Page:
Four steps to growing and revitalizing the nursing workforce

Healthcare workforce shortages of nurses and other workers are nearing a crisis point as a result of retention challenges, issues around pay differentials and overall costs for contract nurses, combined with an aging workforce.

The large-scale nursing shortage has strained health systems forced to balance an immediate need for nurses with sustainable staffing models. Compensation for contract nurses is a ballooning issue for providers, many of whom have posted significant first and second quarter losses, largely due to labor costs. The nursing exodus, including ongoing retirements, has also affected foundational team infrastructure: There are fewer opportunities for experienced nurses to mentor and support the career development of new nurses. And the staffing turnover rate places additional burdens on nurses, clinical care teams and hospital systems alike.

As many studies have indicated, inadequate staffing levels can impact healthcare access and quality of care, ultimately leading to greater errors, increased morbidity and higher mortality rates.

As the U.S. healthcare system addresses the urgent need for nurses, PwC has seen tangible strategies that can work for providers as they navigate the issue from pipeline to bedside:

  1. Invest in building the workforce pipeline: Healthcare systems need to be more proactive in developing the nursing workforce pipeline. Existing efforts are sporadic, largely driven by the academic system, and lack a unified strategy across educators and the employers of the nursing workforce. Some academic institutions are exploring new approaches, including faster pathways to graduation. Meanwhile, providers can join forces with colleges and universities to help educate and train nurses through innovative clinical learning environments, teaching opportunities for nurses and residency programs for nursing students.
  2. Tailor benefits to the individual needs of nurses: Health system leaders should focus on re-establishing trust with the healthcare staff through robust communication and greater care team investments, including technology upgrades, expanded benefits, and flexible staffing to help teams quickly adapt to fluctuating patient volume. Many different nurse “personas” exist among the nursing workforce, ranging from those seeking to further their education and move into managerial roles to others who want to excel in a more structured environment with a predictable shift schedule. Taking a long-term approach by catering to individual needs could forestall debilitating shortages the next time there’s a major health crisis.  
  3. Address burnout: Providers can benefit by better understanding how to help nurses reclaim their initial passion for their work. With few positions available for new candidates in select critical roles, clinical leadership can redesign the care team model to offer a more satisfying workday experience for nursing staffers and prospective caregivers. This approach could include reimagining traditional workflows and handoffs across the patient care team, providing professional development opportunities for nursing staff (including teaching and preceptor opportunities), and virtual care models.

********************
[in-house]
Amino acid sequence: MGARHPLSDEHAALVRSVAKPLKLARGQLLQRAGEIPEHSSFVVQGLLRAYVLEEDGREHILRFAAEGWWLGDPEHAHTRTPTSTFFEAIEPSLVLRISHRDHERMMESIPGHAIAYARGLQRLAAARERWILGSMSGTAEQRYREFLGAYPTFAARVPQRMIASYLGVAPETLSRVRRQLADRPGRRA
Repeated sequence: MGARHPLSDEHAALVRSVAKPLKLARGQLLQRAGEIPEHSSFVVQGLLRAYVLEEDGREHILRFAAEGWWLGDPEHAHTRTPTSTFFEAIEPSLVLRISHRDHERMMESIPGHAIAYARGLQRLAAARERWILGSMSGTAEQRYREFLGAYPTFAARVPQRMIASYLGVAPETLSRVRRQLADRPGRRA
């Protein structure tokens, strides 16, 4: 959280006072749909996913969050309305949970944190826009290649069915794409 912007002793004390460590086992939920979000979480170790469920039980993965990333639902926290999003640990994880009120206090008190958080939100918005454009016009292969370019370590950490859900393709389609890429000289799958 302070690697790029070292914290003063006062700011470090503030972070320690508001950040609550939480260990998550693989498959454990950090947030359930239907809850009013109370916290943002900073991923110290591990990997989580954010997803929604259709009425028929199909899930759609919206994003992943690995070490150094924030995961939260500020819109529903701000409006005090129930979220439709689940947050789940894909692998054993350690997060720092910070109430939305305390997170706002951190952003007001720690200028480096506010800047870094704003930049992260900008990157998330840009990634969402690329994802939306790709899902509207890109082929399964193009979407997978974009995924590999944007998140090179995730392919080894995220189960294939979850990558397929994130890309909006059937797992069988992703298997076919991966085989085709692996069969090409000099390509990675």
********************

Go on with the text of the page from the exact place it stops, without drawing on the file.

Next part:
4. Leverage technology more effectively: While healthcare has lagged behind some other sectors in adopting technology-enabled strategies, many organizations are building connected health ecosystems, requiring them to embrace cloud and digital, build consumer trust and invest in intelligent technology for the workforce. These initiatives are most effective when they’re informed and guided by clinical technologists so that resultant solutions and capabilities are designed and used in ways that enhance nursing practice. Healthcare organizations can gain the greatest benefit from existing and emerging technologies by focusing on reducing administrative burden, improving communication, improving clinical decision support and leveraging dynamic, acuity-based staffing models.  

Bottom line: The ongoing nursing shortage is unlikely to end soon. Since COVID, there is greater overall appreciation for the critical role that nurses play in healthcare at hospitals and other medical facilities.  Working together, healthcare systems and educational institutions can help fill the staffing gap by using a mix of short-term and long-term strategies designed to bolster the education and training of nurses, and help keep them from leaving the nursing profession.  When healthcare leaders dedicate the time and resources to improving the everyday working experience for nurses, the current crisis could trigger positive, sustained change for nurses and other healthcare workers. By striving for measurable improvements, the industry can emerge stronger for patients as well as the healthcare workforce.

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